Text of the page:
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Amazon Prime Video releases Confessions of a Psycho Killer about Patrick Mackay from Dartford

A documentary about one of Britain's most prolific serial killers is now streaming on Prime Video.

Confessions of a Psycho Killer tells the story of Patrick Mackay, who grew up around Dartford and Gravesend, and confessed to brutally murdering 11 people.

Patrick Mackay killed 11 people in the 70s
Patrick Mackay killed 11 people in the 70s

Mackay was jailed for life with a minimum of 20 years in 1975 for three killings but originally owned up to eight more before retracting his admission.

He carried out his killing spree in the 1970s – brutally murdering elderly women in London and a priest.

The killer was just 23 when he was jailed for stabbing and strangling pensioner Isabella Griffiths, 87, in Belgravia, central London, in 1974 and 89-year-old Adele Price the following year.

It was also in 1975 when Father Crean, 64, was found hacked to death and left in a blood-soaked bathtub in Shorne.

The other eight attacks, which Mackay initially admitted, remain unsolved and a judge has said will stay on file.

Dubbed "Britain’s forgotten serial killer", the 70-year-old, who now goes by David Groves, is the country's longest-serving prisoner.

The 90-minute film arrived on Amazon Prime Video on February 1 and features accounts from former Kent Police officers, forensic psychologists, and criminologists.

A couple of neighbours have also shared their recollections on the documentary of the Mackay family when they moved to Frobisher Way, in Gravesend.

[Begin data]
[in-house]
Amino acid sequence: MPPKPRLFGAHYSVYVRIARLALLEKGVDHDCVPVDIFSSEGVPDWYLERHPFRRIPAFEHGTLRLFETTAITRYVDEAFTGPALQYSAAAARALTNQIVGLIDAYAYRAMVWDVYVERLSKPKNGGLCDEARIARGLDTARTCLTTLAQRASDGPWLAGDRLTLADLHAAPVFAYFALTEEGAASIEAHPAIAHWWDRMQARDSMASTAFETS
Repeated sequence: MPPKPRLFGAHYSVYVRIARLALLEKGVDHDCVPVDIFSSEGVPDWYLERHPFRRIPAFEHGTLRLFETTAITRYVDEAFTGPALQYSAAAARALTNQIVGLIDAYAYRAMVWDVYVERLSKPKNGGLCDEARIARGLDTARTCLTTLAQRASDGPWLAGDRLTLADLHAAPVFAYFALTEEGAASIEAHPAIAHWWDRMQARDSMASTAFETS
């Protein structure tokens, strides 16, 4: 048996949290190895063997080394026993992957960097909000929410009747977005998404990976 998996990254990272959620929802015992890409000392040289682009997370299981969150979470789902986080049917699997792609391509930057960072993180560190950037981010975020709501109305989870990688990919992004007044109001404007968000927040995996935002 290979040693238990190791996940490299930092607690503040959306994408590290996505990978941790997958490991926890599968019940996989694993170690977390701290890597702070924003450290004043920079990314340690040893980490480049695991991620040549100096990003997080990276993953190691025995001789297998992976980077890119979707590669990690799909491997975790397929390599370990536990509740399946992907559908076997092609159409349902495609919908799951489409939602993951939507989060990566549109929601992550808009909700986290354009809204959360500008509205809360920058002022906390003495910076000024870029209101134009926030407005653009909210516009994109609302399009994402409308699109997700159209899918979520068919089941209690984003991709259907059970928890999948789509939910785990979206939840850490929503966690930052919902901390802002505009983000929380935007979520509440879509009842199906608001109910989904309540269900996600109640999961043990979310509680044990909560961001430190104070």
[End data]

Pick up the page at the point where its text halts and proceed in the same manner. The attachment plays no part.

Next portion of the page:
Patrick Mackay is Britain's longest serving prisoner
Patrick Mackay is Britain's longest serving prisoner

A segment of the production features Pat Paulson, who lived just a couple of doors away from Patrick, his mum and two sisters.

She described Mackay as "a slightly strange looking young man, very skinny, and there was something about his face, his eyes in particular, that just made you feel a little uncomfortable about him."

Di Dooley also lived nearby and said most neighbours and children were in fear of Mackay.

She recalls her mother telling her to keep away from the boy "because of the way he was", describing him as "very imposing" and "like a dark shadow in the street".

Mackay is expected to go before a parole board in April after applying for an early release.

He had been set for a hearing last September but, like his previous bids, it got rejected.

A source told The Mirror that this time, Mackay believes he has the backing of prison staff and psychiatrists for his model behaviour behind bars.

The killer, who is in an open prison, will claim he is no threat to society.

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